Street artist Stik thought the NHS needed a bit of love and support so sold his art for Homerton Hospital, raising £50,000 for its art therapy programme.
The Hackney-based artist, the brains behind the UK’s tallest piece of street art, painted his Sleeping Baby mural in the hospital’s courtyard this summer. He then made 100 prints of the mural and donated them to the trust to sell.
“Homerton has kept me and my friends healthy for many years and I hope it will continue to do so for years to come,” Stik told EastLondonLines.
“I have always tried to improve and celebrate the neighbourhood through street art and this sale is an extension of my love for our neighbourhood. The doctors and nurses work well beyond what they are paid to do and I wanted to show our appreciation for their hard work.”
The money raised from the prints will go towards Homerton’s art programme, which incorporates specialist art workshops for long stay patients with brain injuries, as well as workshops for elderly patients with dementia.
Shaun Caton, Homerton Hospital’s Art Curator was “delighted” to see how much the artist values his local hospital.
‘This is an act of tremendous generosity from Stik, whose work has great popular appeal within the hospital. Gestures like this go to show that art is not elitist and can significantly enhance and improve the environment of a hospital courtyard, providing a landmark, which is both fun and poignant,” said Caton.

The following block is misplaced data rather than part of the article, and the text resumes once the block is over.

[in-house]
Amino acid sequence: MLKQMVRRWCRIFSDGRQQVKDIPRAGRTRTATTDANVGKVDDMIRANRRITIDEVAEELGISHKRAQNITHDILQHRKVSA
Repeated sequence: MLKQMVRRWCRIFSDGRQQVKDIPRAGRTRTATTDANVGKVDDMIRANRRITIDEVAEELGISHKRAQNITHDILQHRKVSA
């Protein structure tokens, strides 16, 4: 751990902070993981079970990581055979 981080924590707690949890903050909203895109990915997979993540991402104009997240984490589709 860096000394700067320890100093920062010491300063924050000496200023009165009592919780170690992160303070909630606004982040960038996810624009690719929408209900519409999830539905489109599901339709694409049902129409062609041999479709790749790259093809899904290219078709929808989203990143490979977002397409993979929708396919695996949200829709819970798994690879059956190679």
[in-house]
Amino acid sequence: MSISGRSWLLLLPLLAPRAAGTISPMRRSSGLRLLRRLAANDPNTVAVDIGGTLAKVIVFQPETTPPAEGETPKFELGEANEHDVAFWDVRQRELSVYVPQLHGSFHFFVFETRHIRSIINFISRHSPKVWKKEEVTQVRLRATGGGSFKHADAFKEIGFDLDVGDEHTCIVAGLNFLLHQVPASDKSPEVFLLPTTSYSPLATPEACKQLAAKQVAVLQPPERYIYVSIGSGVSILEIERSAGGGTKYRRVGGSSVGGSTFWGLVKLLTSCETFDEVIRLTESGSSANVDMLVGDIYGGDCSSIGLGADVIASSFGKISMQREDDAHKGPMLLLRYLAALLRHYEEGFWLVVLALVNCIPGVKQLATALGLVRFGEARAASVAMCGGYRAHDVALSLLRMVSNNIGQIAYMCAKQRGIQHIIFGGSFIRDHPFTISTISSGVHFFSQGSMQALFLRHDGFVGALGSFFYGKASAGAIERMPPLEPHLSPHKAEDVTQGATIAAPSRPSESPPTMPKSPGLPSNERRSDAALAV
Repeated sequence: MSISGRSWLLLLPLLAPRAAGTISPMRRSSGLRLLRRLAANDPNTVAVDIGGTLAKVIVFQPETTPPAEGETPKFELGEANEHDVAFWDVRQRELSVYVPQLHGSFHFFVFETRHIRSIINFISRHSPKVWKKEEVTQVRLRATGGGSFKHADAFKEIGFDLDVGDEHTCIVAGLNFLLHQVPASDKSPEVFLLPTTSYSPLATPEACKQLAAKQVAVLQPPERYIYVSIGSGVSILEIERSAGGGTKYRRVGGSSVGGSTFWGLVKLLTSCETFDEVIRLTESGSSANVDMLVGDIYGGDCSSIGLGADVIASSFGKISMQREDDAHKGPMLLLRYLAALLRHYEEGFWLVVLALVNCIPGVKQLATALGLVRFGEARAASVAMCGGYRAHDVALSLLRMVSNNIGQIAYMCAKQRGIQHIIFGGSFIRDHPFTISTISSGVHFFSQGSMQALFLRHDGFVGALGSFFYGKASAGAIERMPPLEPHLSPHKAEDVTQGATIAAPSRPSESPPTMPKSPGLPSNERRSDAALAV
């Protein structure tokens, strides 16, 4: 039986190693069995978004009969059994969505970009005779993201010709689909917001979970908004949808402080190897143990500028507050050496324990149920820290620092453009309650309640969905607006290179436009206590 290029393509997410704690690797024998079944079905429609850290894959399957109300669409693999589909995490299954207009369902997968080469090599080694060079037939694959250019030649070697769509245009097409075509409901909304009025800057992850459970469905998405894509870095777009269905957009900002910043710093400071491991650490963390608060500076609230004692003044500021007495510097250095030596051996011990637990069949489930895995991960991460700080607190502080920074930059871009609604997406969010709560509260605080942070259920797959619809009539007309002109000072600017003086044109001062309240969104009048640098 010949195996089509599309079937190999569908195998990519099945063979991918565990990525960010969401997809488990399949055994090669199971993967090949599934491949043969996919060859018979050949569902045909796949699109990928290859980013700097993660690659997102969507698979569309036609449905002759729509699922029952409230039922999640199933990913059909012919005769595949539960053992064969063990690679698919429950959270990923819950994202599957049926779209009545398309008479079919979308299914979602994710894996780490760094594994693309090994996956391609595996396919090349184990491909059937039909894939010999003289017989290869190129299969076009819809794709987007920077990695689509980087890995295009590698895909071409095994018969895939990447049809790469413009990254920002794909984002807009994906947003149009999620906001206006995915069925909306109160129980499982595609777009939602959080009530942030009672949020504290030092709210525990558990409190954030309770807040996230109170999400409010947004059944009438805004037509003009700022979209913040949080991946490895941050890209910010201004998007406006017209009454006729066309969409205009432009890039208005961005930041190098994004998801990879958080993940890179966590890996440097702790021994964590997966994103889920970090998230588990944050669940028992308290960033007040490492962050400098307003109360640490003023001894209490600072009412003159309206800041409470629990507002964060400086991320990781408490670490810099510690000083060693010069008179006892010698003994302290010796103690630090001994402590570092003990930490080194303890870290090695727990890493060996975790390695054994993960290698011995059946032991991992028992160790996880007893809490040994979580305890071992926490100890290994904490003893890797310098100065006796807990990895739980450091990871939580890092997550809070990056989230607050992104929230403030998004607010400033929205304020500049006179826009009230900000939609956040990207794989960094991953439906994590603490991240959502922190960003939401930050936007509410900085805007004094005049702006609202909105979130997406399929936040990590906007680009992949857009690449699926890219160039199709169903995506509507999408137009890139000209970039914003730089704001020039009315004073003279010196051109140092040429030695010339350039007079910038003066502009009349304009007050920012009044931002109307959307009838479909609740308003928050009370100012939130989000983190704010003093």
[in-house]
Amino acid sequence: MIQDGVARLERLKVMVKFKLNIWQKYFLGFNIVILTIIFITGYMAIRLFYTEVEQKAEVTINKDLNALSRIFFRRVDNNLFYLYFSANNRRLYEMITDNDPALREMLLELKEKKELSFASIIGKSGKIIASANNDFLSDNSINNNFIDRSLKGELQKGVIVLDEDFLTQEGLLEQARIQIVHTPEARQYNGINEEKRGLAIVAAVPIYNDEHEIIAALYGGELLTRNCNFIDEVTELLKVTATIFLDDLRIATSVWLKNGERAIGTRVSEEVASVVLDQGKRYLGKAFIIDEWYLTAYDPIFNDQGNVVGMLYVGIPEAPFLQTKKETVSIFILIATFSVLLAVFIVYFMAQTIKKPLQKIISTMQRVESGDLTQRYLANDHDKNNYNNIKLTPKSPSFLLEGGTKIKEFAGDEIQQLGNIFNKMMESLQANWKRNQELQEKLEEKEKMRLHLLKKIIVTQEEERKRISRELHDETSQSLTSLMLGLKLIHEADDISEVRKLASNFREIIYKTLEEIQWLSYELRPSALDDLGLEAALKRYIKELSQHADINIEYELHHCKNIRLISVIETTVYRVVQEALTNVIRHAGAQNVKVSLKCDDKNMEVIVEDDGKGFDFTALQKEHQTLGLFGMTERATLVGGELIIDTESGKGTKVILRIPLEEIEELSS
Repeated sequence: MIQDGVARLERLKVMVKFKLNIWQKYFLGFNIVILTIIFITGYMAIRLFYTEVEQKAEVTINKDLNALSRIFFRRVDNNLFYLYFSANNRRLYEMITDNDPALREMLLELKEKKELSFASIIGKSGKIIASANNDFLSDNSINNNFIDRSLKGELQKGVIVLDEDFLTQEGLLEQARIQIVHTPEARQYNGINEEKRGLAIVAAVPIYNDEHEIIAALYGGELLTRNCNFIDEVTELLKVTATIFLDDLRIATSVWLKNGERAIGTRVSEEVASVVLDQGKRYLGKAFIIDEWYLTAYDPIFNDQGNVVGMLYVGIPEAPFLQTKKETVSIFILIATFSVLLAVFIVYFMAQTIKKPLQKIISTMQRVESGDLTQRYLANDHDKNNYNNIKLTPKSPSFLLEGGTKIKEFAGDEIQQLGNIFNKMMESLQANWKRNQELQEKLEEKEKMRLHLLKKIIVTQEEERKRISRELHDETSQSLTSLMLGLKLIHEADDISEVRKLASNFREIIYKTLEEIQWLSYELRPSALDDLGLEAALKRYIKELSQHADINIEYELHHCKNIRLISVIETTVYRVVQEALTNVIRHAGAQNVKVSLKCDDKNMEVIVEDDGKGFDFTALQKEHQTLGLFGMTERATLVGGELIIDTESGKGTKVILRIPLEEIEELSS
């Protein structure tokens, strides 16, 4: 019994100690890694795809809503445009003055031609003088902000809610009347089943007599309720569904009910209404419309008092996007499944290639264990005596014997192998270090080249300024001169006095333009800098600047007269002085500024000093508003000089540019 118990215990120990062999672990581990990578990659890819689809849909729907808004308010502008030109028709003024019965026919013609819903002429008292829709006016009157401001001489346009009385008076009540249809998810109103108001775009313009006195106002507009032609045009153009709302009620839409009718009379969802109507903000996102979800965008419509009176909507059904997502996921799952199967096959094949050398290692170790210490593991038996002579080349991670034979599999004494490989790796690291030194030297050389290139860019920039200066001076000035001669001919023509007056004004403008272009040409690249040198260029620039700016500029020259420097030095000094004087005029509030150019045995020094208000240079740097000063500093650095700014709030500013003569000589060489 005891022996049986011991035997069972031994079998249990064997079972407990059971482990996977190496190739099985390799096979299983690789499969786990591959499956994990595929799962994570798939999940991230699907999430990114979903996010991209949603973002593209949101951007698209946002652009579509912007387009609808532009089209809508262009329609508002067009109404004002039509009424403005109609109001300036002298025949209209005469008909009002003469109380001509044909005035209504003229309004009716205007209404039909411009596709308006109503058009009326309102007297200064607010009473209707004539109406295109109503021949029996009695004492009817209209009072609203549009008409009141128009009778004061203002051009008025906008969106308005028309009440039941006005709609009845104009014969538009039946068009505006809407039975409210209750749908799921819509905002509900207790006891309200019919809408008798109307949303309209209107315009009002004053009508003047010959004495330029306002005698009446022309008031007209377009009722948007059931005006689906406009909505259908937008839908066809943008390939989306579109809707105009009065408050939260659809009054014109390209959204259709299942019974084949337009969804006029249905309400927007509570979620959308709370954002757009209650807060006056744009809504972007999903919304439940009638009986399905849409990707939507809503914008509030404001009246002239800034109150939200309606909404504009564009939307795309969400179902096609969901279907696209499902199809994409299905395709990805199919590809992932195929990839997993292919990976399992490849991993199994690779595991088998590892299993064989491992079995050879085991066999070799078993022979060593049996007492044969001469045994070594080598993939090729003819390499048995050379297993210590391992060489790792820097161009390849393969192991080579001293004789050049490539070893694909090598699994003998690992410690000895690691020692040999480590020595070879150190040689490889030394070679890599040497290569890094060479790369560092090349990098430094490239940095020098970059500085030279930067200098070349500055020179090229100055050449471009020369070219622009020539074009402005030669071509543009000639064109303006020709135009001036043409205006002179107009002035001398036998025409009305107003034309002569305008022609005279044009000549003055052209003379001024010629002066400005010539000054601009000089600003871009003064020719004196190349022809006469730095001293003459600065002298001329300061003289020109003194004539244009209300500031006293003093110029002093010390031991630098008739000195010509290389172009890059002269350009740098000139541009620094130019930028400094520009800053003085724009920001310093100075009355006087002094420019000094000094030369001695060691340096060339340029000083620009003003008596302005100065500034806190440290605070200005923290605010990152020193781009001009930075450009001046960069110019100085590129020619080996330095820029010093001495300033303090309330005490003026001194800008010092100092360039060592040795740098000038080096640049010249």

The mural in the central courtyard of Homerton Hospital shows a sleeping baby set against the NHS blue of the nurse’s uniforms
“The people made the NHS. It is our baby and it’s not for sale. [The mural] is in solidarity with all the people who are fighting to keep the NHS public and safe from predatory capitalism,” the artist explained.
Tim Melville-Ross, Chairman of Homerton Hospital’s NHS Foundation Trust said: “We are extremely grateful to Stik for supporting our arts programme with the generous gift of these limited prints. This is a fantastic gesture made better by the fact that the original work of art can be seen by anybody visiting our hospital.”
Stik’s most famous work is Big Mother, a 125-foot tall drawing of a mother and child which runs up the entirety of the Charles Hocking House council estate in Acton.
Stik published a book of his works in August this year, simply called ‘Stik,’ but will be focusing on some new works in the near future.
“I am going back to painting in the street for a bit now. After a year writing the book and doing this project I have to go back to my roots.”